BEIJING // The tensions between Japan and China persisted yesterday as Tokyo called for the release of four of its citizens arrested by China for the alleged filming of military facilities. The Japanese foreign minister, Seiji Maehara, indicated the four must be released if relations are to improve.
The diplomatic hostilities had appeared to be easing. Japan on Friday released a Chinese trawler captain arrested more than two weeks earlier after his vessel struck two Japanese coastguard ships near disputed islands in the South China Sea. But Japan rejected China's demand for an apology over the captain's detention and then demanded that China pay for the damage to the coastguard vessels. The four Japanese men, arrested before the trawler captain's release, were detained for supposedly filming in a Chinese military area. They are being held at a hotel in the city of Shijiazhuang, south-west of Beijing, it has been reported.
In an interview with international media yesterday, Mr Maehara said Japan wanted the disagreement over the men's detention "to be quickly and peacefully resolved". He described their release as "the first step" to rebuilding damaged ties. "It was regrettable as China's response was escalated to the extreme," he said. "The people of the world have seen an aspect of China's true nature." In a sign it might be keen for tensions to thaw, China is said to have lifted a ban on the export of rare earth metals to Japan.
China controls the export of 97 per cent of the world's supply of such metals, used to makes products such as wind turbines and electric car batteries. Japan, which said it was looking for alternative suppliers, accounts for half of worldwide consumption. Ding Xueliang, a professor at Hong Kong University of Science and Technology who specialises in China's foreign relations, said China had recently become "more and more aggressive, more and more assertive".
The Chinese government did "not care so much about one or two Chinese individuals arrested by a foreign country", but had acted robustly because the waters where the trawler captain was arrested hold gas reserves, he said. Both China and Japan need energy desperately, he said. "Perhaps [Japan] feels it's time to react to Beijing's assertive, stronger foreign policy with even stronger reactions," he said.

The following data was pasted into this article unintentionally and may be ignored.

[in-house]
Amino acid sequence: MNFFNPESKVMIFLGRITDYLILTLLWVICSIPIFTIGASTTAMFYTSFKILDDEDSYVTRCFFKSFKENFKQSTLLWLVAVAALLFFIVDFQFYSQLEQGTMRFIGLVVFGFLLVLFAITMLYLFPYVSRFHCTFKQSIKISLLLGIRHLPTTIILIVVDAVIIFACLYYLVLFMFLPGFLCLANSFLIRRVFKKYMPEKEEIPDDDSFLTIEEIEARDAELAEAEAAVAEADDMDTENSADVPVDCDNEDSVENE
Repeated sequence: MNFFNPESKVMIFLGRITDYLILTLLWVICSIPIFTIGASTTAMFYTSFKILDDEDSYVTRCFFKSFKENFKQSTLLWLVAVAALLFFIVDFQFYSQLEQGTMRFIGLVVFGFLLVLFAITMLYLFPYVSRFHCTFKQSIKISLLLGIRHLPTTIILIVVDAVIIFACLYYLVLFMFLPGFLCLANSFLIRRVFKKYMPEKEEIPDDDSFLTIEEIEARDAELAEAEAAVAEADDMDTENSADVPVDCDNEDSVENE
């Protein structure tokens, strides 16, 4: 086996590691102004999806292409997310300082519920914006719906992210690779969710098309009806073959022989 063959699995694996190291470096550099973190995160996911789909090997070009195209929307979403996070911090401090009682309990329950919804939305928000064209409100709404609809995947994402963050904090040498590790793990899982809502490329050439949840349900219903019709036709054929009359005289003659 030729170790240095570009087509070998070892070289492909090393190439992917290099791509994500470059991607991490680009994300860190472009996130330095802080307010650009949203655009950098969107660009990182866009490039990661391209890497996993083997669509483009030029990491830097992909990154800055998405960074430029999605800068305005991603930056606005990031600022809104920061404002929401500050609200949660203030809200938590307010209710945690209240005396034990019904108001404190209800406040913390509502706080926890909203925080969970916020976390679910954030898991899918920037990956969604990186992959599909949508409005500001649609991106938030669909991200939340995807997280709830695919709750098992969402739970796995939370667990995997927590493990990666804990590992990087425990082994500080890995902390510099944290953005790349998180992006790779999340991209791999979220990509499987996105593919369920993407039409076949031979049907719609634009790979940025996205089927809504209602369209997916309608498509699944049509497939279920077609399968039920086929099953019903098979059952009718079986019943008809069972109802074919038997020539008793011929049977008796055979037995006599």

"That's the dynamic … perhaps they've calculated it's better to send out a strong message sooner rather than later." The trawler captain was arrested on September 8, the day after his vessel collided with the Japanese vessels near the islands known as Senkaku in Japan and Diaoyu in China, and claimed by both governments as well as by Taiwan. As irritation between the countries grew last week, Wen Jiabao, the Chinese premier, refused to meet his Japanese counterpart, Naoto Kan, at the United Nations. Earlier, China warned Japan that it would "bear all the consequences" if the trawlerman was not released.
Other high-level ministerial contacts between the two were suspended and invitations for about 1,000 Japanese schoolchildren to visit Expo 2010 in Shanghai cancelled. The spat is the worst between China and Japan since Junichiro Koizumi, the Japanese prime minister between 2001 and 2006, made visits while in office to the Yasukuni shrine, a memorial in Japan where those honoured include Japanese war criminals.
Many Chinese still resent Japan's actions during the Second World War when it occupied parts of China. No Japanese prime minister since Mr Koizumi has visited the shrine, and relations had warmed.
* With additional reporting by Associated Press